Local Government can
By Councillor Bernie Mullane *
It’s 9.00pm, 25 December and the rest of the family has hit the sack. It’s been a great day – 11 people for lunch that just happened to drag into the evening. One member of my family has just been told she has a serious tumour and related complications – not the best of news to receive at this joyous time; you can imagine the feeling around the table. All very understanding but deep down, feelings of uncertainty about the future.
After coming to terms with the above thoughts, I sat quietly, thinking of what events and ‘feelings’ may be rippling throughout my local community tonight – in particular, how people may be feeling about the refugees and asylum seekers in Woomera or those other places our Federal Government has allocated to them. It struck me, like a star in the night, that maybe Local Government, the first level of government in this rich and generous country, could show some badly needed leadership, and offer to assist in placing refugees by coordinating the rebuilding of some of our decimated rural and regional towns.
This is not novel stuff as we already undertake many initiatives within our community building portfolios to generate and renew infrastructure. What could be novel, however, is the coming together of a number of Local Governments to formulate a regional plan of action to connect a greater number of organisations and private developers to develop a plan of action which results in the provision of existing or new accommodation, job creation, sustainable energy projects, such as wind power and solar, and community support infrastructure.
My immediate thoughts relate to Victoria, where many thriving communities had the carpet pulled out from under them when Local Government amalgamations took off in 1993/1994. I know something of this, having visited a number of towns in Gippsland and witnessed the permanent loss felt by the people. This said, many communities have regrouped and found a new future out of what was first seen by many as carnage.
Many, however, have found it impossible to survive and continue to reel from decisions taken from afar. It is in some of these locations I believe we can offer land and community support to house people immediately who will jump at the chance of a bright future.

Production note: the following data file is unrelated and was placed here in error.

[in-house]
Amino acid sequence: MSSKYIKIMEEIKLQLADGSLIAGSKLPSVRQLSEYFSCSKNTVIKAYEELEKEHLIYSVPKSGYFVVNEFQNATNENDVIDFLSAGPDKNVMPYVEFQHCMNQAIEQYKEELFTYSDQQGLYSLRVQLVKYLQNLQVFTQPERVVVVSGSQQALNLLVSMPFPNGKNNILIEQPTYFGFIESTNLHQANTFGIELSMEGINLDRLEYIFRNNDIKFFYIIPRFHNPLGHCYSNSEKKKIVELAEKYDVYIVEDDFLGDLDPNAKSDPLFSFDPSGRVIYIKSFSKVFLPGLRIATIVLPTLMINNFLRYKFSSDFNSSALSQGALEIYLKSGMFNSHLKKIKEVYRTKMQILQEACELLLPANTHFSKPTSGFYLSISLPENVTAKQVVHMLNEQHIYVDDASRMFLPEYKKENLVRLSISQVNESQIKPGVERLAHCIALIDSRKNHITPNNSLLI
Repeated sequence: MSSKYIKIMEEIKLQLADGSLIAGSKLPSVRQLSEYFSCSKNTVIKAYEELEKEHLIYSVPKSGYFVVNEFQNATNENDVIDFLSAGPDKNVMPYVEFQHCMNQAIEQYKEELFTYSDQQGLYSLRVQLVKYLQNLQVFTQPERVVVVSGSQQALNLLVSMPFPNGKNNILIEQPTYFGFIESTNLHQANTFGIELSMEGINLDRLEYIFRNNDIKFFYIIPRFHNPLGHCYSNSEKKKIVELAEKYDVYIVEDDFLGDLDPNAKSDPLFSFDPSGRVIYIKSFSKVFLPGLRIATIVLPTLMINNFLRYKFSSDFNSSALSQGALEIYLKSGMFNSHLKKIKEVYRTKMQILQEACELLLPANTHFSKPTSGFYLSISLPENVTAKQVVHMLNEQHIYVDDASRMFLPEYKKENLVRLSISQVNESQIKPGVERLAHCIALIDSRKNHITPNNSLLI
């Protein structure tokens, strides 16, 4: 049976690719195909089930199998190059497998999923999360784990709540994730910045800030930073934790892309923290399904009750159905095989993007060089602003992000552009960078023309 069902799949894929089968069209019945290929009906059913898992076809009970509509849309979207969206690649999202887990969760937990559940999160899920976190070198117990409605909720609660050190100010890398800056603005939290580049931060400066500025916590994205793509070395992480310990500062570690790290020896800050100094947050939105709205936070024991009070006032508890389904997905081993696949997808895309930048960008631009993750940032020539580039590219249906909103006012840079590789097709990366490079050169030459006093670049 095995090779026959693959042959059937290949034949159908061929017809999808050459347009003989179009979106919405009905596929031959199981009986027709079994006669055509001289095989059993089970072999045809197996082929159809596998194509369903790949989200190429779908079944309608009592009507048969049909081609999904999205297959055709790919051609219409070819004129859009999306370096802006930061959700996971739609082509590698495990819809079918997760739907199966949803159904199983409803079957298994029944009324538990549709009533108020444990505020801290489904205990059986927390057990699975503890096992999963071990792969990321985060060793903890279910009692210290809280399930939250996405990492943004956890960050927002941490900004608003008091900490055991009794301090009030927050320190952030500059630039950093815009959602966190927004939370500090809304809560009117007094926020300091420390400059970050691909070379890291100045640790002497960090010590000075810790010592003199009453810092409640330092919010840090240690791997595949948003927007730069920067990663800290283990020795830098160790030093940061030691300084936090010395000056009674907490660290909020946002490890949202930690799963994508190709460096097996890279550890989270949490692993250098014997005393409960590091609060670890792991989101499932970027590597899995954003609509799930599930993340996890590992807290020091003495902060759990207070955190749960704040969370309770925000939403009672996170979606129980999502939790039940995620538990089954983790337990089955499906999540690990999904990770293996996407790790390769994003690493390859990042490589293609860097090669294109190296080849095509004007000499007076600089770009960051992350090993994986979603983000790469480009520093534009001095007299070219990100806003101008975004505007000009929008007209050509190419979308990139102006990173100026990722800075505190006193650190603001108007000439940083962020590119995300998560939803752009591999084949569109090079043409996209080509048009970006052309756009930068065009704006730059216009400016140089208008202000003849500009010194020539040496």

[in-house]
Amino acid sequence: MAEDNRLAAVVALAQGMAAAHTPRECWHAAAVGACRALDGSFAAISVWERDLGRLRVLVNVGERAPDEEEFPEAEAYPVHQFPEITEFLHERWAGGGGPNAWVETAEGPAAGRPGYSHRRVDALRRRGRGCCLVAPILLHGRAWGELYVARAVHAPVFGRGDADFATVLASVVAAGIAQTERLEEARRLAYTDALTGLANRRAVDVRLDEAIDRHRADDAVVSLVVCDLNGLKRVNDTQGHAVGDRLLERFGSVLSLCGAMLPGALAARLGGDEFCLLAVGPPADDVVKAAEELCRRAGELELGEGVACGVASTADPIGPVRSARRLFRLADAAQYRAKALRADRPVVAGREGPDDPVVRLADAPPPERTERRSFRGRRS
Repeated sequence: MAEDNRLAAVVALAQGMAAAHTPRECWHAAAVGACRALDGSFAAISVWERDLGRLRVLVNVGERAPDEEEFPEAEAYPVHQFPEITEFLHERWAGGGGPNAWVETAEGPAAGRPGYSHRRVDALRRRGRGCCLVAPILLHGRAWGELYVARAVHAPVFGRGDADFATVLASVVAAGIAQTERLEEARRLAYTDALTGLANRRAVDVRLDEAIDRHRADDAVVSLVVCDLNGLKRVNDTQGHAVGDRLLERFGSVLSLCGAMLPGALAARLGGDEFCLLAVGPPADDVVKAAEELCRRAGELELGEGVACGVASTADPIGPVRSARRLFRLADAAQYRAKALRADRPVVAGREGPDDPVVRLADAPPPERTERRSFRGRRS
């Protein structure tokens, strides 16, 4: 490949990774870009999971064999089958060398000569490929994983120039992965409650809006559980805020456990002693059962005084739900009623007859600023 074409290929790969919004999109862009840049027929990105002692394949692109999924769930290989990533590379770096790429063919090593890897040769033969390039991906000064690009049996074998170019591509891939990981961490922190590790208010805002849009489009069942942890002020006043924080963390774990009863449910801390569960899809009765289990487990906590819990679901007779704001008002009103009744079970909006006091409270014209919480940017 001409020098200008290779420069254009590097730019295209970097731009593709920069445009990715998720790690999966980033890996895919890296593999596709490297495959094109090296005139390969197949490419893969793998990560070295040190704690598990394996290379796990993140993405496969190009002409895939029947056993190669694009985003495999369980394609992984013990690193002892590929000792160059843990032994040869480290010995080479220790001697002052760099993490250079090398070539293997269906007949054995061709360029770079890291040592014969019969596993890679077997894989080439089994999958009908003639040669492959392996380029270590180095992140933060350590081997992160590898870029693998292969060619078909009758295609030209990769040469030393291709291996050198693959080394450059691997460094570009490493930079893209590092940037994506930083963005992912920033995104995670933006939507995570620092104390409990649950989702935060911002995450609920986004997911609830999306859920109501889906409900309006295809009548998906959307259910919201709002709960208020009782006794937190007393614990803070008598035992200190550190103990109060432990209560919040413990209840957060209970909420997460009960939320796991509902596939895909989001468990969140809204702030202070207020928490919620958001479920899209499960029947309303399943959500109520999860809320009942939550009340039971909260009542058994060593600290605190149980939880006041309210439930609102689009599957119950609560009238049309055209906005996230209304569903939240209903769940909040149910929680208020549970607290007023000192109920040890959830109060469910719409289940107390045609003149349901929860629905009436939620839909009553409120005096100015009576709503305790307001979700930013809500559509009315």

We should remember that our forbears invested in considerable infrastructure – above and below the ground. We have a responsibility, I believe, to see that this capital is utilised.
This ‘hard-capital’ capacity is not solely a Victorian feature – other States are in the same boat. Apart from the humanitarian reasons, we are hearing calls from the burgeoning urban areas around our capital and regional cities to ease the pressure on them and other service providers by means of providing incentives to have population growth redirected to satellite and outlying towns – some of which have lain idle for years.
I know of a number of rural locations in Victoria, such as Edenhope, where people are offering land to young city based families or others who will commit to the township. What a great way to firstly provide a home and future for a refugee family or others and secondly utilise existing capital assets for the benefit of the local and wider communities.
We are big on sustainability so let’s put our money where our mouths are and show the Australian community what Local Government can deliver – our Economic Development Units are in the perfect position to liaise with State and Federal authorities to do something tangible here – for today and tomorrow.
For anyone who says that this sort of thinking and action is not for Local Government, think again. Local Government is changing rapidly. It impacts on and is impacted by its community daily. Citizens of this country are noticing the enlarged role of Local Government – witness the cost shifting taking place with its resultant pressure on Councils to deliver more and more services with less and less dollars!
New technology and associated skills allow Local Government to deliver its services quicker, more efficiently and cheaper. Staff qualified in a whole new range of occupations are being engaged to enable Local Government to take on projects for and with our communities.
People are living a lot longer. This is placing increased demands on the human services professionals. However it is also providing a growing catchment of skilled early retirees, people who can bolster the army of volunteers this country is so proud of. Local Governments are well placed to tap into this skilled resource.
Together with over 700 Local Government Councillors and senior managers, I attended the 2001 ALGA National Assembly. I picked up a number of good ideas and met some great and committed people. I also heard the Governor-General, Peter Hollingworth, speak on ‘Community Renewal and Citizenship’.
If anyone has doubts about a new role for Local Government in the 21st century, just read the National General Assembly supplement in Local Government FOCUS, December 2001. We live in exciting and challenging times. I believe Local Government, the progressive government in Australia, has what it takes to lead and show the way.
* Councillor Bernie Millane from the City of Whitehorse is Vice President of the Victorian Local Governance Association